Marius approaches through the dark. The tall thin pale young man pauses to calm the two gigantic white horses, exchanging wordless language made of breath with them; his long hands stroke their necks and faces. One horse nuzzles his pocket, its lump of revolver, and one the black locks that stray over his forehead--Marius and his magnificent, epic, poetic, beautiful forehead walking smack into a benison shaped like a symbolist poem, complete with velvet whiskered lips invisible.

Monday, July 19, 2010


You know, at times I really wish I were the kind of person who could sit down and write 1,800 or 18,000 words about whether the internet has made me stupider. Me--or rather, everyone else and maybe me too, just a little.

Oh, you know, to be so and so easily convinced that I was doing something important, socially worthwhile, while I was working up pithy précis of the extant literature and taking such care over the data so as to achieve that perfectly circular inconclusive arrangment with every bunch of it. Happy as a cross between a rich gay florist and a clam in the deep cold salt mud, spitting after, the independent scholar-journalist, I wish I could be.

What a trip it's got to feel like! I mean to feel right and whole or wholer, righter, while opining at length; the doing and the consciousness of doing both rewarding. (Not to mention maybe even a check on delivery, or a PayPal credit, or a couple of events passes or something--I know how it works and I wouldn't be choosy like the others are.) I suppose I would be thinking, "Frankly this should come from me. I've got the answers and if I haven't got the answers I can get them and what's more I can pack them up so nice it makes you dizzy and your eyes spin. Mine might be the last words you'll ever read on the subject--" I mean, need to.

It's me I see me weighing in. Paragraphs unspool from my soft fingertips like spider webbing; here and there a trapped fact gasps. I'm leaving it all up to you, the experts, to slap the engines with your special monkey grease and keep my traffic high. My job, once you deliver the readers, is I keep that page view session long and longer ever longer. The hardest stuck will stay to fill my comments boxes...stay forever. I like I'm imbibing something enzymatic--fruity, meaty, mineral--feel rich. Hot. Creepy.

Look over here instead! It's me starting an important new paragraph. Which in addition to its personal importance is important because here is where I admit that if someone gives me a nickel for every time I make a mental note to make a Google search but in ten minutes or less I forget to so then I don't, then that will make too many nickels please. I would rather get paid every fifth lapse in quarters for laundry.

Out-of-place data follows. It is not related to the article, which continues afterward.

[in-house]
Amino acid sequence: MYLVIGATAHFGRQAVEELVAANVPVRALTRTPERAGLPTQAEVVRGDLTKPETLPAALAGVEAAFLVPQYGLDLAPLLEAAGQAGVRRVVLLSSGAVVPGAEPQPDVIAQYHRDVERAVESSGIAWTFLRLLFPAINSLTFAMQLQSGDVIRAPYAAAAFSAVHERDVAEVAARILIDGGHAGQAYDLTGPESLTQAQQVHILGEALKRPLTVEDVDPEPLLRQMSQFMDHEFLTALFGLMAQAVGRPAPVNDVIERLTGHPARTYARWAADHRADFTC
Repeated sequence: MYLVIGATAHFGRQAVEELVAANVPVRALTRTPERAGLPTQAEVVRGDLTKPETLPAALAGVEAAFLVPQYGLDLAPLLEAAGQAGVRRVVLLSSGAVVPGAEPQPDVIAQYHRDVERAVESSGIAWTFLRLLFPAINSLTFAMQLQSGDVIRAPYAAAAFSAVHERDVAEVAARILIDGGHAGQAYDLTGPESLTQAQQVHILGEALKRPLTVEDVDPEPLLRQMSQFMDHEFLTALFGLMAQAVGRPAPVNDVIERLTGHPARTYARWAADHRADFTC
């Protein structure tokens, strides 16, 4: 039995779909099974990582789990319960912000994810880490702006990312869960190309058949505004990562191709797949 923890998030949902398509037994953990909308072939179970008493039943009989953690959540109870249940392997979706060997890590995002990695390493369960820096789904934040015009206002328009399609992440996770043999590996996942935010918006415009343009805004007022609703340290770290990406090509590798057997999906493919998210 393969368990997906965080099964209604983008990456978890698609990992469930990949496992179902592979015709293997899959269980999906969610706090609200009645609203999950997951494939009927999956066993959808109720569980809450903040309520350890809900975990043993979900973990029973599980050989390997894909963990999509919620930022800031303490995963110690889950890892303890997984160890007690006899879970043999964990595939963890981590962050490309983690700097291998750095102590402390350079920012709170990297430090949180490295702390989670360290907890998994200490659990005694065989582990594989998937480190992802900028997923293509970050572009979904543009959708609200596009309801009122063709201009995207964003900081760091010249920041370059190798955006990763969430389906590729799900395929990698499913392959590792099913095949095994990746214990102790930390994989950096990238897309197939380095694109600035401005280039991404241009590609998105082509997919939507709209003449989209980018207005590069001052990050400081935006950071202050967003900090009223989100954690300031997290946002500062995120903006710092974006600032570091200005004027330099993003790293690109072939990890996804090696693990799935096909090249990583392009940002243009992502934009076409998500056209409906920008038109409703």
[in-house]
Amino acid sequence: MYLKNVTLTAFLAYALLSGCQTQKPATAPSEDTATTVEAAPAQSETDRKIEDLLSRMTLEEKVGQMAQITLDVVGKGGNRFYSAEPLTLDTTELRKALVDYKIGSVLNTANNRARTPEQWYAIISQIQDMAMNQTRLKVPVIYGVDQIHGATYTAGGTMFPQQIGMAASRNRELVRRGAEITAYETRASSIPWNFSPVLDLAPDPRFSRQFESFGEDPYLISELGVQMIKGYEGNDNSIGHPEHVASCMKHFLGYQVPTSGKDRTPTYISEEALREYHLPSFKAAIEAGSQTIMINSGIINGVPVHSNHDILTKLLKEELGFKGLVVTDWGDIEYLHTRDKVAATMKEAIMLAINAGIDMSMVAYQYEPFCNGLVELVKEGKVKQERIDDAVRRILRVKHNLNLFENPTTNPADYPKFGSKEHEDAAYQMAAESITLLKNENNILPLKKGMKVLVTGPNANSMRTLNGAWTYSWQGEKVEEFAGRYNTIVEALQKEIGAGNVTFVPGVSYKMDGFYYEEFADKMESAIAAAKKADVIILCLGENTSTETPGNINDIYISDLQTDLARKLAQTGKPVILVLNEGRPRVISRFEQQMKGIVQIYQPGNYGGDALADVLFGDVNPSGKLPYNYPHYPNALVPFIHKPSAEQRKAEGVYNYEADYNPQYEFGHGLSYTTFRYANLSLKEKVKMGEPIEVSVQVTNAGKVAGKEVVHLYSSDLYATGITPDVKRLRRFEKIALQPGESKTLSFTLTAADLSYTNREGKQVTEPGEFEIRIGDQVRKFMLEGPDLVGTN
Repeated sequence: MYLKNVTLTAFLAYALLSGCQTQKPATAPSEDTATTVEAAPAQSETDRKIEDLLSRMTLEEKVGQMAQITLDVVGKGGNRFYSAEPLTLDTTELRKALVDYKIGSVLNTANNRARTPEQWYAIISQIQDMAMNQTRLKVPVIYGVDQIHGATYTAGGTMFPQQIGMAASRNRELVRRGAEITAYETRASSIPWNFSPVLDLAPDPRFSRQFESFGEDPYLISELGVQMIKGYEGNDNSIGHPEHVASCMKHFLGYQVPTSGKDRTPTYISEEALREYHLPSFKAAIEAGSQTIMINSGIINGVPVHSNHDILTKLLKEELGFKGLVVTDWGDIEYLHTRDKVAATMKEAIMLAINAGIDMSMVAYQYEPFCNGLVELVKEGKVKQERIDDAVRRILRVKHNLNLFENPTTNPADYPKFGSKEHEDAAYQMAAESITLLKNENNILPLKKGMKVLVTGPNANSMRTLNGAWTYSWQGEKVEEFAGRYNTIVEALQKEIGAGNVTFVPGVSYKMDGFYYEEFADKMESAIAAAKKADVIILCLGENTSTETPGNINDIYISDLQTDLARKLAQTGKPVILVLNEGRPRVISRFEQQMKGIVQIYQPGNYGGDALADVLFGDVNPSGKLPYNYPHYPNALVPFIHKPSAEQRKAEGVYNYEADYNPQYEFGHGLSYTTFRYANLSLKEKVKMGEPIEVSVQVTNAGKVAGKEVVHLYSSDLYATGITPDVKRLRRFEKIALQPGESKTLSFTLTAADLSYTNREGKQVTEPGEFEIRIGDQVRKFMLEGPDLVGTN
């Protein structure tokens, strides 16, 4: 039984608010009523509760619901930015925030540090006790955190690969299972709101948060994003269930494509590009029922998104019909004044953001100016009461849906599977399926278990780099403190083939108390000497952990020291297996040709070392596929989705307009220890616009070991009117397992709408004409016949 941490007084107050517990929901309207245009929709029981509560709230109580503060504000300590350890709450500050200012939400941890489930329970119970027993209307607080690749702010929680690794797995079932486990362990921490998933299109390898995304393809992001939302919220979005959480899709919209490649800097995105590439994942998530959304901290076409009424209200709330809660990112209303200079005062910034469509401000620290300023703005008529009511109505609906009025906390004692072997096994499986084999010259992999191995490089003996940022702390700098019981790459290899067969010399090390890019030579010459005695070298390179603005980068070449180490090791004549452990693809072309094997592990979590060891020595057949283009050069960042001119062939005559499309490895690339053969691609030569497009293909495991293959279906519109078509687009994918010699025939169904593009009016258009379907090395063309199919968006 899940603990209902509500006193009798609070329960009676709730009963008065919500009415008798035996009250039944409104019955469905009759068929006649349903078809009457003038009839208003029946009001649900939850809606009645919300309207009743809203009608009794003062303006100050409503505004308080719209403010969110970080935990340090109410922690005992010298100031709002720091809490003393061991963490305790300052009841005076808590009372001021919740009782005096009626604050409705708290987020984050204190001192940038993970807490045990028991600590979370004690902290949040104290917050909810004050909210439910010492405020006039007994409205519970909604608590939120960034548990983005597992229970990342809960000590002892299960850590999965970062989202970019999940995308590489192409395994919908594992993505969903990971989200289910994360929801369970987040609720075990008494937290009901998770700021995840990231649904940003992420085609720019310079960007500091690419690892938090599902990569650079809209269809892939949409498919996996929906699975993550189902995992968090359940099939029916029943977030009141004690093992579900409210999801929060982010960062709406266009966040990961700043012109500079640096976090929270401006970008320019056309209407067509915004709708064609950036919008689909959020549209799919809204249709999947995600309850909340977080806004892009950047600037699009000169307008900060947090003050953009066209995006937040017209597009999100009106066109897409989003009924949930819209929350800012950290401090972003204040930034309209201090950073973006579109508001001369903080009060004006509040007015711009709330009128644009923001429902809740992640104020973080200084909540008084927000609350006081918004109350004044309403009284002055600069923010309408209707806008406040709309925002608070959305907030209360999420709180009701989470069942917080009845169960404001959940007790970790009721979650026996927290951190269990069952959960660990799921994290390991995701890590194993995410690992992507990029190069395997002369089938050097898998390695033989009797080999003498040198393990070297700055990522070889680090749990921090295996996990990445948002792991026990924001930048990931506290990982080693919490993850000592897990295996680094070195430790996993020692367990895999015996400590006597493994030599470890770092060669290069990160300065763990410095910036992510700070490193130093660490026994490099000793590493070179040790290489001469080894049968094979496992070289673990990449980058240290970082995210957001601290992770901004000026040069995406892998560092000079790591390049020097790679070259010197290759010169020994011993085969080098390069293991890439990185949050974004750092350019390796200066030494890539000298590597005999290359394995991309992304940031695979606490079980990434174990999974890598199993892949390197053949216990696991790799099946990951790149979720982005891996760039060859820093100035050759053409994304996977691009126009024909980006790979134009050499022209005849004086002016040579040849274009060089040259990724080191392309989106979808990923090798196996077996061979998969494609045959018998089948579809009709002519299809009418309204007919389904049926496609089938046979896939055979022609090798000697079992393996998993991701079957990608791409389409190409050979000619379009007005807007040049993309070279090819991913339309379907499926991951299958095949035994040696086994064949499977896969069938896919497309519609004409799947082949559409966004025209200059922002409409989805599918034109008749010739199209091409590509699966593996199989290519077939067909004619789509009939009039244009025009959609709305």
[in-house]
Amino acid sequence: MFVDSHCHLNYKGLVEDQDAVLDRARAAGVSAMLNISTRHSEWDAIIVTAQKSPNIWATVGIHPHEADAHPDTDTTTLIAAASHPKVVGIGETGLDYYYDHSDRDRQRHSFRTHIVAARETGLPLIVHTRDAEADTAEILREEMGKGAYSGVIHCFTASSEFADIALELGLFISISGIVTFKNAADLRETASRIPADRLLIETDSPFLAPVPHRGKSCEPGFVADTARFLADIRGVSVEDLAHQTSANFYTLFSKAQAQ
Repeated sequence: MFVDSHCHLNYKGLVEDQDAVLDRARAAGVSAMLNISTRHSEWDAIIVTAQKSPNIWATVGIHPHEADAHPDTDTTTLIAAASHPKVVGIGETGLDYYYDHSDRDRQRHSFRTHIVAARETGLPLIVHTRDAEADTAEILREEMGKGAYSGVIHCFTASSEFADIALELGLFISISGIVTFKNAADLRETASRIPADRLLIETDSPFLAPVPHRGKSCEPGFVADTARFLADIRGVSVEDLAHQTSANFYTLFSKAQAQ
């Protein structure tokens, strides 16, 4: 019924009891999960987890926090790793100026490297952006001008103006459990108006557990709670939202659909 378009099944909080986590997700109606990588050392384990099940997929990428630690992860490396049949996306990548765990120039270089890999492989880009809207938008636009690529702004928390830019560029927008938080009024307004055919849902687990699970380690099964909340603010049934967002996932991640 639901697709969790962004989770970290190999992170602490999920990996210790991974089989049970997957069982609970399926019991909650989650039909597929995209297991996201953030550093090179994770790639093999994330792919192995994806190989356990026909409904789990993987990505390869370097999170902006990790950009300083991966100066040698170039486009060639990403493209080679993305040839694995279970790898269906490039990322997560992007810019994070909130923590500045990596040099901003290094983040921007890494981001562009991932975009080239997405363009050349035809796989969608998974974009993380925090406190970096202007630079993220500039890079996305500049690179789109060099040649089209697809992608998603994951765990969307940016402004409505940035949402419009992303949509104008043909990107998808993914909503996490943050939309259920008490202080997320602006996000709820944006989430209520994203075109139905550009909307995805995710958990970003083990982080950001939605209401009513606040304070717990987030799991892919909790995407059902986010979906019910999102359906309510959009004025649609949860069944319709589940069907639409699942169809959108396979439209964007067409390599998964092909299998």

Thursday, July 15, 2010

Pluckers Wanted

Tuesday I had to leave off reading Les Misérables in the middle of the insurrection, at a wine shop, in the middle of a conversation. Work had intervened. Yesterday and today I had no time to get back there. Lately I miscalculate the hours I'll have available for reading, and squander precious minutes checking headines in The New York Times: Have they capped the well yet? Has there been another bomb? A new discovery? A scandal? Like bird killing in Brooklyn. 400 Canada geese--Canada geese which I remember when they were rare and a sight to see!--transported from Prospect Park to a gas chamber. Except they haven't been frozen for serving to someone, anyone, some holiday soon, I approve; even though their bread scrap diet wouldn't have done much for their quality of flesh or flavor.

I see this as a sign--that a massive and controversial goose culling feels good--that I'm really getting older now. This vacancy relieves me, the return of stillness to a pond I haven't visited in months relaxes me; the lawns and waters, refreshed by two days of rain, must be cleaner already, and smaller species feel they've got a chance again to hear themselves think. The geese sont gone; innocent for sure yet being so many they made for a big bully. A park bully, swept off to oblivion. What kind of society gives out food stamps and then lets itself get overrun by game birds? Which when it finally kills it throws away? Back at home I surf the internet, descrying the outlines of a plan that feeds a lot of hungry people--once or twice, anyway. Not to mention those fine fat-roasted potatoes on the side.

Wednesday, July 14, 2010

A Burial

The effort of will involved in not reading New York magazine on-line: is it beyond me? In the continuing heat am I being sapped of strengths essential to discrimination? What I've mistaken for instinct, in fact requires practice. Like writing. I feel so unappreciated. From Zane Grey, wisdom: Don't--look--back.